2015: 26 Digital Publishing Startups and 1 Epiphany Later
This year I’ve feel like I’ve been around the digital publishing block and seen it all. I haven’t. That’s an indication of the sheer scale of this industry in which I currently have a minor stake (and unfortunately a great, unfaltering passion).
This year I’ve witnessed, noted and tested a range of products, both new and newer, that are bringing about significant changes in the world of digital publishing (and publishing in general) to revolutionise the way we build, write, augment, perfect, publish and distribute. Next to these there are a few interesting approaches to this commercial art form, but the difference between these two; between being novelty and novel is a considerable one.
Pagesuite is a platform I discovered in March and is a feature-filled solution for thousands of eMagazines/eNewspapers looking for a reliable cross-platform publishing service. When I flew out to New York in April and stayed with family it proved useful when my uncle asked for my help in hacking together a MVP for an online open dialogue startup idea.
In May I met the CEO of Zappar and discovered the great things they’re doing in the world of publishing: proving that if print won’t turn digital, digital will come to print in the form of AR. Their work with children’s publishers in creating interactive content around books inspired me to pitch a marketing campaign aimed at boosting the charitable image of publishing houses and encouraging the next generation to retain a love for reading.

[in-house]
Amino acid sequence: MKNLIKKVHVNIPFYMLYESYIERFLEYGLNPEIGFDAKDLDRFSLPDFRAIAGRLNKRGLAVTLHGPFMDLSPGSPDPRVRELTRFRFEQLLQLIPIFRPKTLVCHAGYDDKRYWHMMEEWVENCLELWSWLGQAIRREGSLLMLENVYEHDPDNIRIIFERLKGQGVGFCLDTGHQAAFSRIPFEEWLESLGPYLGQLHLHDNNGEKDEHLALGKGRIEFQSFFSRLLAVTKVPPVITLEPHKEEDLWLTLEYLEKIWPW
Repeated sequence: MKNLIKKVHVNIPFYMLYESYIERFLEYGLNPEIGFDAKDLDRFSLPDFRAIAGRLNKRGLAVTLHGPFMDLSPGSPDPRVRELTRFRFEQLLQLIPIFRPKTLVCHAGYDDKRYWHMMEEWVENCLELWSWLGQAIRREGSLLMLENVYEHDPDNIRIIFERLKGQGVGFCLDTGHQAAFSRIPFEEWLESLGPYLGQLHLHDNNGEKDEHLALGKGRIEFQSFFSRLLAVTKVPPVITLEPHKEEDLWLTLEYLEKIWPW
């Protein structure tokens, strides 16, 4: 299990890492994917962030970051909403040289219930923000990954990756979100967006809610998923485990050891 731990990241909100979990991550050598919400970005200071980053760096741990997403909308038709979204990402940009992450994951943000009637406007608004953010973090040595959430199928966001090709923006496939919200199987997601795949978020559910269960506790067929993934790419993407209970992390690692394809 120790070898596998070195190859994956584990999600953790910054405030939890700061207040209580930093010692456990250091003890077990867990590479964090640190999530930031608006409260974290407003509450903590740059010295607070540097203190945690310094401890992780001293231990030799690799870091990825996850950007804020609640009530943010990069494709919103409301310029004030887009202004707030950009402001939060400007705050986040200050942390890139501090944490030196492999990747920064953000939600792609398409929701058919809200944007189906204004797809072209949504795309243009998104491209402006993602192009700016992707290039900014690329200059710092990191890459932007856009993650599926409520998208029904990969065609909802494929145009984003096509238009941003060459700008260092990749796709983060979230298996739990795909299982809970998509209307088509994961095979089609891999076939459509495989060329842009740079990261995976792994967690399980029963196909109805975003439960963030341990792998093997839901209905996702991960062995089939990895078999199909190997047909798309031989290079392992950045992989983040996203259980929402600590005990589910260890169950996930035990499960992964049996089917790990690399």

Ideapod is a user-generated content platform I discovered in 2014 after meeting a junior architect who invited me to an event at the Prote.in in New Inn Yard, Shoreditch. When I checked out the now notorious Prote.in Feed I read about Ideapod, who’s campaign I went on to back on Indiegogo. Ideapod shows signs of hope the kind of information sharing that promises to explore the internet’s capacity for social good. Though it hasn’t necessarily exploded as they founders might’ve hoped, it’s exploring the void between Twitter and Medium in sharing thoughts and noteworthy ideas. I liked it so much I even made a proposal for these guys too.
When I stumbled upon Trip Book Smiles, as confusing by name as it is by nature, it seemed little more than a standalone experiment and click-bait topic for journalists than a product with genuine shelf life. Similarly, the Japanese book shop Morioka Shoten, which claims to sell just one book at a time was titillating but came off as little more than a piece of fleeting artistic PR for the owner with the same name.